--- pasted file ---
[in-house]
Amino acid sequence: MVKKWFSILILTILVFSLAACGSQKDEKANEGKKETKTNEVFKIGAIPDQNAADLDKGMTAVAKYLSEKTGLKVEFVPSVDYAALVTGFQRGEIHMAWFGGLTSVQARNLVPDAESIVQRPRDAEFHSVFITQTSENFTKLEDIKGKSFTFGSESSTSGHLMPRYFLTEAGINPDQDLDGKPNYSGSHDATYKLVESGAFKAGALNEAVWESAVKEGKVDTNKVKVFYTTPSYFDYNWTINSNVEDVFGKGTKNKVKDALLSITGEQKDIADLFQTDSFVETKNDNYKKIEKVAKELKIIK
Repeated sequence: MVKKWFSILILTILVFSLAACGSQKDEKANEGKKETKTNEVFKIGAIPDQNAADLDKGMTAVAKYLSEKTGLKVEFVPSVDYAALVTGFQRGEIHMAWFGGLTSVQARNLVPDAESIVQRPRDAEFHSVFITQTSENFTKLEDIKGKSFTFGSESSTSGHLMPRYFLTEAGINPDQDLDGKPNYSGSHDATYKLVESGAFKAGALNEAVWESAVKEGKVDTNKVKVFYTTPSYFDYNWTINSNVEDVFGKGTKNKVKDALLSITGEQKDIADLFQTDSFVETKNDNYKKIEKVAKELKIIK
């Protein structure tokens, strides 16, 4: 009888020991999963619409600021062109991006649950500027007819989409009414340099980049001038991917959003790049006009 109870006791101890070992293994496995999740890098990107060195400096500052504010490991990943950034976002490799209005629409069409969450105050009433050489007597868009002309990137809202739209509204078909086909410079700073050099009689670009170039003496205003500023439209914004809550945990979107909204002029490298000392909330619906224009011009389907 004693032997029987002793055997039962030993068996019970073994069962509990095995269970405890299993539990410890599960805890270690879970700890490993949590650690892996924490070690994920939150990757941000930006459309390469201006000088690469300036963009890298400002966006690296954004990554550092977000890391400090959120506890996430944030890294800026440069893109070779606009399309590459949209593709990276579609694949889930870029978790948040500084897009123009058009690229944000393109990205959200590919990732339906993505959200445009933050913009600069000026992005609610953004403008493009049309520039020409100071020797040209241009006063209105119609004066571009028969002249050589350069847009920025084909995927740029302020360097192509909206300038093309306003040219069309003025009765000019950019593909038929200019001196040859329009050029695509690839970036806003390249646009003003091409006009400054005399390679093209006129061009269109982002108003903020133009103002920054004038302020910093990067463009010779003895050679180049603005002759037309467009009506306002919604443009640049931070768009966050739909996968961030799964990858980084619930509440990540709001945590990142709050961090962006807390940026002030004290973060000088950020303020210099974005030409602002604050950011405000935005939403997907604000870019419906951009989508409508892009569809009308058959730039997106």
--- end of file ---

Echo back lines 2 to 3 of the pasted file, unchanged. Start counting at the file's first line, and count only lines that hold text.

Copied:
Amino acid sequence: MVKKWFSILILTILVFSLAACGSQKDEKANEGKKETKTNEVFKIGAIPDQNAADLDKGMTAVAKYLSEKTGLKVEFVPSVDYAALVTGFQRGEIHMAWFGGLTSVQARNLVPDAESIVQRPRDAEFHSVFITQTSENFTKLEDIKGKSFTFGSESSTSGHLMPRYFLTEAGINPDQDLDGKPNYSGSHDATYKLVESGAFKAGALNEAVWESAVKEGKVDTNKVKVFYTTPSYFDYNWTINSNVEDVFGKGTKNKVKDALLSITGEQKDIADLFQTDSFVETKNDNYKKIEKVAKELKIIK
Repeated sequence: MVKKWFSILILTILVFSLAACGSQKDEKANEGKKETKTNEVFKIGAIPDQNAADLDKGMTAVAKYLSEKTGLKVEFVPSVDYAALVTGFQRGEIHMAWFGGLTSVQARNLVPDAESIVQRPRDAEFHSVFITQTSENFTKLEDIKGKSFTFGSESSTSGHLMPRYFLTEAGINPDQDLDGKPNYSGSHDATYKLVESGAFKAGALNEAVWESAVKEGKVDTNKVKVFYTTPSYFDYNWTINSNVEDVFGKGTKNKVKDALLSITGEQKDIADLFQTDSFVETKNDNYKKIEKVAKELKIIK